Nutrition: C+
Comments:  I wish we ate less frozen pizza, less red meat, less Oreos, less frozen waffles. I wish we ate more asparagus, more watermelon - more real food in general. I do. I really, really do wish that.

Homework: A
Comments:  My allegiance to academics prevail here. Only when the kids pull one over on me with the "I don't have a test tomorrow" bit, do I fail in this area...much to my chagrin.

Hygienic Instruction: B- 
Comments:  How long are those toenails? Are you really using shampoo? No! That's the body wash! You can't wear socks two days in a row...three days you say? You have no clean socks in your drawer? Really?

Oh sure, they're cute. It's part of my problem.
My kids are happy and there's something to say about that. But I also want ensure that I'm raising functional, contributing citizens of society. So my parenting style...could it be described as lazy?  Maybe even lacking of courage? I don't spend much time with them by the time I get home from work. So, every moment I have with them is used in the name of efficiency. I have no aspirations of being a tiger mom. Love, obviously, is the non-negotiable. But perhaps I need to, at the very least, show some fang to my cubs. Parents out there? What do you think? What advice do you have to make these kids show a bit of responsibility...clean rooms, music practiced, shoes put away, etc.

Saturday, October 1, 2011

A Room of Whose Own?

When we built our house nine years ago, we chose a floor plan that was fluid and adaptable, so that we could easily make functional changes as our children grew up. No. That's not quite right. We chose a floor plan that we could afford. In the process, we ended up with a house that could "grow with us." Today, as I was walking through the chambers, collecting laundry and Nerf bullets, I realized that many of our rooms must shed the descriptor of "traditional."

If you choose to visit the Kramer residence, you might find behind the plain vanilla exterior, an unconventional living space inside.  Oh no - not of the George and Judy Jetson mold (I wish!), but a home of a seeming increasing lack of logic. One room might boast a tread mill, a Nerf gun arsenal and a picture of New York City.  Apparently this space is dedicated for basic training and mission planning. Another room fuses elements of an office, a tropical bedroom and a leg massager to give you that Apple Store in a spa feel. (I'll admit, the ambience isn't quite there yet.) The laundry room - my most interesting place - now boldly houses a refrigerator and a gigantic safe. (You'll never find the safe. It's in a fairly hard-to reach closet.) We most recently rid ourselves of that extra toilet in favor of the fridge. Talk about a fluid floor plan. Don't think the wash room is lacking of decor! Doug just asked me, "Why do we have a cafe latte picture in our laundry room anyway?"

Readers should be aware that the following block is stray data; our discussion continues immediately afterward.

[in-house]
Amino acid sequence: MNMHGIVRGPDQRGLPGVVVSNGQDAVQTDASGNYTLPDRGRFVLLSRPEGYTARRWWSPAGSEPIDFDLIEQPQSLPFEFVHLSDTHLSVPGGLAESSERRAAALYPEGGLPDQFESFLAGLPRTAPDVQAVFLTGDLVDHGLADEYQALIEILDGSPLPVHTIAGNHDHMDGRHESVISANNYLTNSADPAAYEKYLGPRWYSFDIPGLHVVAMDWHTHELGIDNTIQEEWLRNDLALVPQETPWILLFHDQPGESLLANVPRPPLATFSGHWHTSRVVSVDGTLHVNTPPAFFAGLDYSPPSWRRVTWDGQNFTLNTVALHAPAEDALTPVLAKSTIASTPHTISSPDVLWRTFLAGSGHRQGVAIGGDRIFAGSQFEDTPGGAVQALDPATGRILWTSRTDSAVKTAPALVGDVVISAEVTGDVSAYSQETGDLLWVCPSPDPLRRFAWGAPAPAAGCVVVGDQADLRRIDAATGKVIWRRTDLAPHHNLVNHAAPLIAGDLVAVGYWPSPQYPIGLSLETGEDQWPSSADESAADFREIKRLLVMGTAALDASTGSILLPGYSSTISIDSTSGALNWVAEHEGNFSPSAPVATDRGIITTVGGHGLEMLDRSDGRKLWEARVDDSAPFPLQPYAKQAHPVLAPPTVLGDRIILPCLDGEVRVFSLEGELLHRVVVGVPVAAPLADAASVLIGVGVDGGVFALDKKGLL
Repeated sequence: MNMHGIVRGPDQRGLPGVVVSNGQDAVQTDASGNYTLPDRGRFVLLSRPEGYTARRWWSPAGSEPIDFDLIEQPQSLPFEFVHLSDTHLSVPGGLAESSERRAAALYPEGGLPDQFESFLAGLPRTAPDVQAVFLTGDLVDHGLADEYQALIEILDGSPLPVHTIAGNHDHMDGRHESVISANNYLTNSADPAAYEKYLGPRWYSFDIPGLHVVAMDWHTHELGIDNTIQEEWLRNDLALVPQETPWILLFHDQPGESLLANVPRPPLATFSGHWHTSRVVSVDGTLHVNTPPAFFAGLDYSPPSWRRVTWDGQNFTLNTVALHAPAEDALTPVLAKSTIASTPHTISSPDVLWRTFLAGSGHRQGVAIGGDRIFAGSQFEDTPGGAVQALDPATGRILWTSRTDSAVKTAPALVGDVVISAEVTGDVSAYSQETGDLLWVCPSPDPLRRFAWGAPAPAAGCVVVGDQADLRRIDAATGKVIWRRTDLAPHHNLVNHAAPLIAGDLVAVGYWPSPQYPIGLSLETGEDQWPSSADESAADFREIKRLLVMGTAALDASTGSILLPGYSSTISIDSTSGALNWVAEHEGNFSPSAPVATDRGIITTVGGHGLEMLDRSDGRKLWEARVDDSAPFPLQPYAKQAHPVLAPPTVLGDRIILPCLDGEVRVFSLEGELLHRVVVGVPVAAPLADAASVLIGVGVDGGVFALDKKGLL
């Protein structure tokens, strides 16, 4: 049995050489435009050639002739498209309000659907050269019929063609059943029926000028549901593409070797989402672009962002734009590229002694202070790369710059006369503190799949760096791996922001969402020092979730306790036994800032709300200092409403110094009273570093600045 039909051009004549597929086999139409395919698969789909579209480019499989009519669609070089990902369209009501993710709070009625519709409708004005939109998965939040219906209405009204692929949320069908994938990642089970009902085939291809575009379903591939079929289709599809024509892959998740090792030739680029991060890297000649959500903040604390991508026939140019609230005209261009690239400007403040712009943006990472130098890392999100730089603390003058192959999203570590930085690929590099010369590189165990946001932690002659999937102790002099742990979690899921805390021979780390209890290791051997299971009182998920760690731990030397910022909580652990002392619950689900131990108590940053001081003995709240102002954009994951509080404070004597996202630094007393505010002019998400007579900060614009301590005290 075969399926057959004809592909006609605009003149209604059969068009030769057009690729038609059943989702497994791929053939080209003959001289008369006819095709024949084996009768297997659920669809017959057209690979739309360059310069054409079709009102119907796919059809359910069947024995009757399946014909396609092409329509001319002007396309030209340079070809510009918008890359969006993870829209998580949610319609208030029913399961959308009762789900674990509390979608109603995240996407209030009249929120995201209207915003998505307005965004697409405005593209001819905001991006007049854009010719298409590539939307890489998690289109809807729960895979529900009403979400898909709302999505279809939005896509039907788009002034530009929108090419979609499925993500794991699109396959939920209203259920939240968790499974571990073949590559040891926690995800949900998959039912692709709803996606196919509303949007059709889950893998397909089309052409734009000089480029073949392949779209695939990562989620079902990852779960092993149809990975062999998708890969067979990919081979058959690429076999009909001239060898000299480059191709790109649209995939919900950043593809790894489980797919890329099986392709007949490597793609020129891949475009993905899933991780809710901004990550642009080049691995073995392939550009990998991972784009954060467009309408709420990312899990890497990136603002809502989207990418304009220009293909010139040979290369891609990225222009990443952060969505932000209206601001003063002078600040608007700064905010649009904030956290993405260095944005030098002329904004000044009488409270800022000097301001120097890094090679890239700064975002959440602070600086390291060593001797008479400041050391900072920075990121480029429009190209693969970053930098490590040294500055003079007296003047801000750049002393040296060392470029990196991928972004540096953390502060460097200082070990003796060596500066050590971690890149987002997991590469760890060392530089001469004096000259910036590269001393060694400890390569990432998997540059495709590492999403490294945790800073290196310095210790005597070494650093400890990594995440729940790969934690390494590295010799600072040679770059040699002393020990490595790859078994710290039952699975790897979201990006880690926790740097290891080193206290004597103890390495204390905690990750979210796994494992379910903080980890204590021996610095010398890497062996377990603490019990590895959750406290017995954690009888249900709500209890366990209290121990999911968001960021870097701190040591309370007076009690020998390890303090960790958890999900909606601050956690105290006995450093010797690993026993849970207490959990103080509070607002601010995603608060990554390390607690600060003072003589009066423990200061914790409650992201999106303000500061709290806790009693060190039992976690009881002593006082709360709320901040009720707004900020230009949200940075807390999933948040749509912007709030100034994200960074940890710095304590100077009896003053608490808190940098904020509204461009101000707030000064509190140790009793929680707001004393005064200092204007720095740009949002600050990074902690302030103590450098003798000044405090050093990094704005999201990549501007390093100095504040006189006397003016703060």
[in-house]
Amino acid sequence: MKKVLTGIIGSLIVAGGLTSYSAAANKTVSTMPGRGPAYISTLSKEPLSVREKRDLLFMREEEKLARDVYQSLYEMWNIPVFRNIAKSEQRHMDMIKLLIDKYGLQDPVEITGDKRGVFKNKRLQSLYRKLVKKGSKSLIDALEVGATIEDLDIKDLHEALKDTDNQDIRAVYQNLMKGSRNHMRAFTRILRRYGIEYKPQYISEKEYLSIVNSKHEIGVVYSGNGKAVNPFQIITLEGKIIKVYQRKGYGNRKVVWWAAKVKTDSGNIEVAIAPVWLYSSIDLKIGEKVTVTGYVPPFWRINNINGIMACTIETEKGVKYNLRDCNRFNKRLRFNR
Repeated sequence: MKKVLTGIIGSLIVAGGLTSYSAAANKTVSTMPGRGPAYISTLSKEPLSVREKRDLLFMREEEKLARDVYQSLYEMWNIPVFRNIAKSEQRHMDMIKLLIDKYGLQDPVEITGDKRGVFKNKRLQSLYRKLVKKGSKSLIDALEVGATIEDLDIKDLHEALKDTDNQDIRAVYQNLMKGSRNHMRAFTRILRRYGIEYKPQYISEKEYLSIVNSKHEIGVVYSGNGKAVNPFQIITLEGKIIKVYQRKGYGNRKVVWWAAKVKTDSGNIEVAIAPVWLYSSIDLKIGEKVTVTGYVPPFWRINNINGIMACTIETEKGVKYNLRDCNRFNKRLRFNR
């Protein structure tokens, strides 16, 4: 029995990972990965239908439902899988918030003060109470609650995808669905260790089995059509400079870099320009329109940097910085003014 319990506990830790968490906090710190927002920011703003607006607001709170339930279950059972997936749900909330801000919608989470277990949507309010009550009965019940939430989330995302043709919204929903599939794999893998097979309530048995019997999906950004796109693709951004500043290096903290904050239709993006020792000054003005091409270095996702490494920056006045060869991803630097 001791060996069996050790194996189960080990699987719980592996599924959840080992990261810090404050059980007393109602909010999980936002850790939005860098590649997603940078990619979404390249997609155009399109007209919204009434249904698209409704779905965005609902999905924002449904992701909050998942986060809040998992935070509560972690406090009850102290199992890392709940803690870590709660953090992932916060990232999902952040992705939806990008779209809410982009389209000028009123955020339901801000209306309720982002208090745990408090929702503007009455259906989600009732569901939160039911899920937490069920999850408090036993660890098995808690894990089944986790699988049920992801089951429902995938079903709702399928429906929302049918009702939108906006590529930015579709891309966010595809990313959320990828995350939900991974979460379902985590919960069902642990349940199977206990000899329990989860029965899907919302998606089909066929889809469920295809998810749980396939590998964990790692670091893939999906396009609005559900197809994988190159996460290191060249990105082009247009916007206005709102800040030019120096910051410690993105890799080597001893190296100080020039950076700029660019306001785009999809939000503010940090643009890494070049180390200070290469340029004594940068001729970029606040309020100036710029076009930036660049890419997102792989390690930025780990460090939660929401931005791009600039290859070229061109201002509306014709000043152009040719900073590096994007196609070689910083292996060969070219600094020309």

The most disturbing area in the house, hands down, is the great room in the basement. I doubt my writing skills can possibly describe the level of disorganization. It's not even chic. It's just cheeky. I had Alex go downstairs and start yelling things she saw. Here's what she came up with:

Christmas trees. Antique dresser. A book shelf with overflowing children's books (time to donate). Broken easel (time to toss). Alphabet cards - strung across the wall (I think they got it now). Floral couch (UGLY). Baby blankets (ahhh, will keep forever and ever). TV the size of a small car. Workout videos (an exercise room!) Guitars. Piano. (a music room!) Laptop setting on a card table. (a Facebook room!)  Jedi toys. Jedi toys. Jedi toys.  Okay, it's really just a room to duel with light sabers. George Lucas wins again.

When it comes right down to it, I love our messy, eclectic and wonderfully simple house...because we Kramer's have certainly made it our own.

One of our more traditional rooms-notice light saber?

My dream room- currently sold at the IKEA store.